Skip to content
Two students sat at a table wearing face coverings

How does trust impact participation in health promoting activities and how has this changed during and as a result of the Covid-19 pandemic in Nottingham?

  • School: School of Social Sciences
  • Starting: 2023
  • Funding: UK student

Overview

Research shows that there is a correlation between trust and health outcomes (Birkhauer, et al. 2017), that (in the US) there is a correlation between low income and low trust in physicians (Blendon et al, 2014) and that low levels of trust within an ethnic group create barriers to taking up social and financial opportunities (Smith, 2010). Research has also shown that, generally, high degrees of ethnic diversity (initially) correlate with low levels of trust (Dinesen et al, 2020); low levels of education correlate with low trust (Wu, 2021), and that poverty and deprivation correlate with low levels of trust (Jachimowicz, et al, 2017). Other findings have reinforced the intuitive notion that trust in social ‘outgroups’ is low (Gundelach, 2014).

In sum, low levels of trust correlate with poor health outcomes and low levels of trust correlate with poverty, low educational attainment and ethnic diversity. This leaves Nottingham facing a significant challenge.

These specific issues should be viewed against a backdrop of generally declining trust in institutions, especially government.  The UK has consistently experienced lower levels of trust in government than other liberal democracies. Though there was an uptick in trust during the COVID-19 pandemic, this has now returned to pre-pandemic levels (IPPR, 2021: 15). Despite the national outlook, Adams and Lalot (2021) report higher than expected levels of trust in local government, with this trust proving more resilient than trust in national government.

Generally, then, during the pandemic there were significant changes to all aspects of interpersonal attitudes and relationships and to the attitudes and relationships between healthcare providers, governance mechanisms, and the populations that they serve—including in the area of trust. There are known correlations between trust and a range of other phenomena.

Overall, the health of people in Nottingham is generally worse than the England average. This can be clearly seen when comparing life expectancy and healthy life expectancy in Nottingham to other parts of the Country (Joint Health and Wellbeing Strategy 22-25). Through exploring the changes that have occurred in Nottingham City, especially as they impact trust, we hope to ultimately improve the health of the local area through listening to the local voice and the resultant impact on health-promoting activities.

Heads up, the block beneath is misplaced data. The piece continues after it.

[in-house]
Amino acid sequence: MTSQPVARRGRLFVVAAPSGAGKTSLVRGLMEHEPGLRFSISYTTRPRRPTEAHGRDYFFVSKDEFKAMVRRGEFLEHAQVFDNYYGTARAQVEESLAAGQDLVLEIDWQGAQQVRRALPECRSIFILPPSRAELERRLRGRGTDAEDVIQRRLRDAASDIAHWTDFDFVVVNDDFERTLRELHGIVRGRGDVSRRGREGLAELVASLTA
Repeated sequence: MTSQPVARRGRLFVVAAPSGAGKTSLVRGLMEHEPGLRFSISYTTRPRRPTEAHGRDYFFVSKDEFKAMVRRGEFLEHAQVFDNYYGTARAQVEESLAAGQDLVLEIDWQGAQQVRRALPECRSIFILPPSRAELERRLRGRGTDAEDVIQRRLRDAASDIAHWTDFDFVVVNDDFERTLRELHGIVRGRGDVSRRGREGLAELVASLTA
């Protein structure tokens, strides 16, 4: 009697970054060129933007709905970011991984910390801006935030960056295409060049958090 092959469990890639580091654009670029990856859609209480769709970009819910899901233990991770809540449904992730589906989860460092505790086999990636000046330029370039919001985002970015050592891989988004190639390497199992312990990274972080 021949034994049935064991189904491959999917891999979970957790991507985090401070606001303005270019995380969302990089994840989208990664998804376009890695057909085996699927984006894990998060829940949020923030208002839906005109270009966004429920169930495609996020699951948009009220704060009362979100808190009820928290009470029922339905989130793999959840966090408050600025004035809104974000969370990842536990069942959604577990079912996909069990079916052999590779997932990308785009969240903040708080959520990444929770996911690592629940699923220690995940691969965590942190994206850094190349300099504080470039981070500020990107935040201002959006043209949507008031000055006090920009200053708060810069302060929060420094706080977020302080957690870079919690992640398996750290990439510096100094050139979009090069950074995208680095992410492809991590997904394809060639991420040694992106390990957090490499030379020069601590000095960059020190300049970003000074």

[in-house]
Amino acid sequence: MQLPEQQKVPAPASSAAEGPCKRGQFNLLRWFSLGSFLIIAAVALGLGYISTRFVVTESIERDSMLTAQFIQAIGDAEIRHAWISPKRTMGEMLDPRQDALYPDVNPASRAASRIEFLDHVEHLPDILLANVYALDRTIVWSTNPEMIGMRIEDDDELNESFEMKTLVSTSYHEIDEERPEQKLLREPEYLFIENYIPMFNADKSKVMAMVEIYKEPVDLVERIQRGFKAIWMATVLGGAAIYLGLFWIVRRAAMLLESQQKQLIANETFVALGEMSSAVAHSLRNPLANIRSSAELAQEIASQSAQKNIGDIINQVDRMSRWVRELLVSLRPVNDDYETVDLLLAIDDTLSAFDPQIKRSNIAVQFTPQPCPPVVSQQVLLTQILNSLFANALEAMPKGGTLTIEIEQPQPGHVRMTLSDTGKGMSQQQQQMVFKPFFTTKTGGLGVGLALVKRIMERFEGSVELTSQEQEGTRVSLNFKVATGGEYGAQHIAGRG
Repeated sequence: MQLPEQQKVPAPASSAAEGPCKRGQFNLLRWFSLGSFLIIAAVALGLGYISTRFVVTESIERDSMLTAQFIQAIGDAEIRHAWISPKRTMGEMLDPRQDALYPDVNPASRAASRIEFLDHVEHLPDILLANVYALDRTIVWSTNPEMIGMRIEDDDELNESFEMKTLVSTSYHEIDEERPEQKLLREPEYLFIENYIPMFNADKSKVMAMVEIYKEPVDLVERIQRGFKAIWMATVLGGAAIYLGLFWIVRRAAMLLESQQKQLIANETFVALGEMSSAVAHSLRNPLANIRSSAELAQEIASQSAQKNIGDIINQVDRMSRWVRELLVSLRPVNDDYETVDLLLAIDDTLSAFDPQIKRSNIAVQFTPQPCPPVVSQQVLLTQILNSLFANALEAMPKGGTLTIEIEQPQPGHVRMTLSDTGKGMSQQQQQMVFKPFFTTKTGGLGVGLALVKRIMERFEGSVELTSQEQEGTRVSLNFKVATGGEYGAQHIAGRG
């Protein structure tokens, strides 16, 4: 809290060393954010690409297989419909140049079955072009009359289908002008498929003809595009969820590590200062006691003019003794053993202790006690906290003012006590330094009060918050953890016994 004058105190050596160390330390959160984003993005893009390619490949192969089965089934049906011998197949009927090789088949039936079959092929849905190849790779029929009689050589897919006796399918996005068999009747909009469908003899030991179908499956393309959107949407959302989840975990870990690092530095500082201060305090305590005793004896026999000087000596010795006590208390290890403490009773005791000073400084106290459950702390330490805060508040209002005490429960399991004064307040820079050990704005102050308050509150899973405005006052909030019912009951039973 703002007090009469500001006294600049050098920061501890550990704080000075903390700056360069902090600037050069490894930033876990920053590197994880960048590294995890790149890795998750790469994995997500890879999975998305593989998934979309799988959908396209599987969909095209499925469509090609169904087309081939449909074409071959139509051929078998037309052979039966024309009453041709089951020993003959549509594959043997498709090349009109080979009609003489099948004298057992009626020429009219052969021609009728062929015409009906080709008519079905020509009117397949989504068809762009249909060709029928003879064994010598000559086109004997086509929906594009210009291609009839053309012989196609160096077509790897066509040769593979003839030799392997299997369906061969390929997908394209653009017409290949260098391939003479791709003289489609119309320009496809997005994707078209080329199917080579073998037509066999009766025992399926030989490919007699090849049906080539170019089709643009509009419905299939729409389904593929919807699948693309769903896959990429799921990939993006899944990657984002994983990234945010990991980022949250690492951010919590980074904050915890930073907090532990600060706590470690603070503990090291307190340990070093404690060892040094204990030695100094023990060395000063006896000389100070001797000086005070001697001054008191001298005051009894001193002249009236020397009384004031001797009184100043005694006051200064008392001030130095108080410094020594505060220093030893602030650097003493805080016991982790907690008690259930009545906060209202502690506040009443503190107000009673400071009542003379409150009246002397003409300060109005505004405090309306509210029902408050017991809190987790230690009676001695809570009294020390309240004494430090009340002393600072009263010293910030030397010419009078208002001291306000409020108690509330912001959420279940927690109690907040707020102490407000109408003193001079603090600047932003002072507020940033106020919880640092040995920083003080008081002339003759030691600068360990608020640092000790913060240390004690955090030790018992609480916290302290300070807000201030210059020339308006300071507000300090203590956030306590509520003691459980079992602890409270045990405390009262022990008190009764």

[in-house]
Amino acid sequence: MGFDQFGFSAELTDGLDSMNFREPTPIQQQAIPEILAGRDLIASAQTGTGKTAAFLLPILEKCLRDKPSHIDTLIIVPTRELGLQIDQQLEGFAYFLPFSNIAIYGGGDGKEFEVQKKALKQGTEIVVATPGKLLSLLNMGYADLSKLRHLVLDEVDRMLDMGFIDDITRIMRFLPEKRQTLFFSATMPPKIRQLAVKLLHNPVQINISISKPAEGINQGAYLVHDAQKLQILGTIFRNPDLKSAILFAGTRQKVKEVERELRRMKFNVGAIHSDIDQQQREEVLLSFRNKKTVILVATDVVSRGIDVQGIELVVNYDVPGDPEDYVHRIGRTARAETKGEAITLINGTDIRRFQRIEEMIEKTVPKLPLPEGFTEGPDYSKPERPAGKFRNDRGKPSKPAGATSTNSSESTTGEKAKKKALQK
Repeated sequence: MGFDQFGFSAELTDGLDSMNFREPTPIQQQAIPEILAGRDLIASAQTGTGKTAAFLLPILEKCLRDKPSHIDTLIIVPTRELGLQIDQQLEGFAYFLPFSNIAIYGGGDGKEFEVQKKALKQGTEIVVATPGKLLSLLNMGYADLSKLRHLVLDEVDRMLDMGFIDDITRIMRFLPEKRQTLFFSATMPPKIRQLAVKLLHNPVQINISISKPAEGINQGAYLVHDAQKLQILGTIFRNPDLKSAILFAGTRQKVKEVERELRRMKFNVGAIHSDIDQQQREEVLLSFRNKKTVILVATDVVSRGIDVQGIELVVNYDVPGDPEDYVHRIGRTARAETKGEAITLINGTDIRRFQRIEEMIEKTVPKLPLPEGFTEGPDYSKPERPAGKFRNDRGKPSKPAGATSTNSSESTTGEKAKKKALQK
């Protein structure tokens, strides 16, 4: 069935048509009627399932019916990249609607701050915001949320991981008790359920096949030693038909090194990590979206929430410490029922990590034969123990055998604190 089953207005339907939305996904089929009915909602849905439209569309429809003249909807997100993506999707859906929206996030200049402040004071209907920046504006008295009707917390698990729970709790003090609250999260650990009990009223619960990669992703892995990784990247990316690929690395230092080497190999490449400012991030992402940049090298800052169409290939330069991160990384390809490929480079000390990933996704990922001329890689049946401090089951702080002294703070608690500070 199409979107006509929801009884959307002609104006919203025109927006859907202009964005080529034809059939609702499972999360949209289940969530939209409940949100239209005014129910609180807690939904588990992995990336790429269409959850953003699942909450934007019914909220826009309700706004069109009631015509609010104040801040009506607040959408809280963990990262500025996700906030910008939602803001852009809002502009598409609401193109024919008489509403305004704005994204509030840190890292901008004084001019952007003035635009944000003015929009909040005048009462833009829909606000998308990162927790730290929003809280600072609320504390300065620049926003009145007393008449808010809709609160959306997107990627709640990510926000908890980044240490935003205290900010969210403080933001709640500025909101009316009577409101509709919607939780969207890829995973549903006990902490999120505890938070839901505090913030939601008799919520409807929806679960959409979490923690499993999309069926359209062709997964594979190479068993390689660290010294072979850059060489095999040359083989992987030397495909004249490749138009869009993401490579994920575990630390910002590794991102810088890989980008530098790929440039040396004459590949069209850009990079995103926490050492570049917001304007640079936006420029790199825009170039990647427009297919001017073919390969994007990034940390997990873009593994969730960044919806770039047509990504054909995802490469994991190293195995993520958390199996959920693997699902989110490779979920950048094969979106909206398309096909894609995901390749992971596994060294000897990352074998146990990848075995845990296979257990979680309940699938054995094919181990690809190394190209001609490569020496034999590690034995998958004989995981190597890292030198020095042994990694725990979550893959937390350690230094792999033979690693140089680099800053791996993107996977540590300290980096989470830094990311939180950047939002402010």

This project has been co-created and is supported by researchers from Nottingham Trent University, the University of Nottingham and partners at Nottinghamshire Healthcare NHS Foundation Trust. The successful candidate for this project would be enrolled at the University of Nottingham

Project Aims

This project will explore how relationships and interactions affect traditionally excluded populations’ health. In doing so, it will maintain a specific focus on the changes that have occurred through the Covid-19 pandemic and the extent to which social attitudes towards healthcare and local support services are supporting/inhibiting improvements to health outcomes.

Supervisors

Prof Jonathan Tallant, UoN;

Dr Leah Jayes, NTU;

Rich Brady, Nottingham City Integrated Care Partnership;

Dr Jo Morling, UoN.

What is Co(l)laboratory?

Co(l)laboratory is pioneering new programme supported by Nottingham Trent University, the University of Nottingham and the Universities for Nottingham partnership. The programme aims to bring together researchers, community-focused organisations and local citizens to deliver meaningful change for the people of Nottingham and Nottinghamshire.  All our studentships have been developed through collaborations between academics and local, community-focused organisations to shape the research projects around the priorities of local communities.

Who are we looking for?

Co(l)laboratory aims to bridge the gap between academia and communities through a holistic programme of co-created research that actively engages with public groups. As we work to build a different way of doing PhD research, we need candidates who are socially conscious and invested in Nottingham and Nottinghamshire communities to join us.  If you are an inspired individual with practical experience and a passion for creating positive change, Co(l)laboratory can help you elevate your knowledge and skills and make a lasting impact.

Entry qualifications

These PhDs are targeted towards students from non-traditional backgrounds and applicants do not necessarily need a first or 2.1 degree. Applications are open to local citizens, employees and practitioners.

How to apply

Applications to all Co(l)laboratory 2023 PhD studentships must be submitted through through our online applications portal HERE. This also applies to Co(l)laboratory studentships which are hosted at the University of Nottingham. Applications open at 12pm on Thursday 22nd December 2023 and close at 12pm on Monday 6th February 2023.

Fees and funding

This is a funded PhD project for UK applicants.

Guidance and support

For more information on Co(l)laboratory PhD studentships, contact Alex Nkrumah at collaboratory@universitiesfornottingham.ac.uk

Still need help?

Alex Nkrumah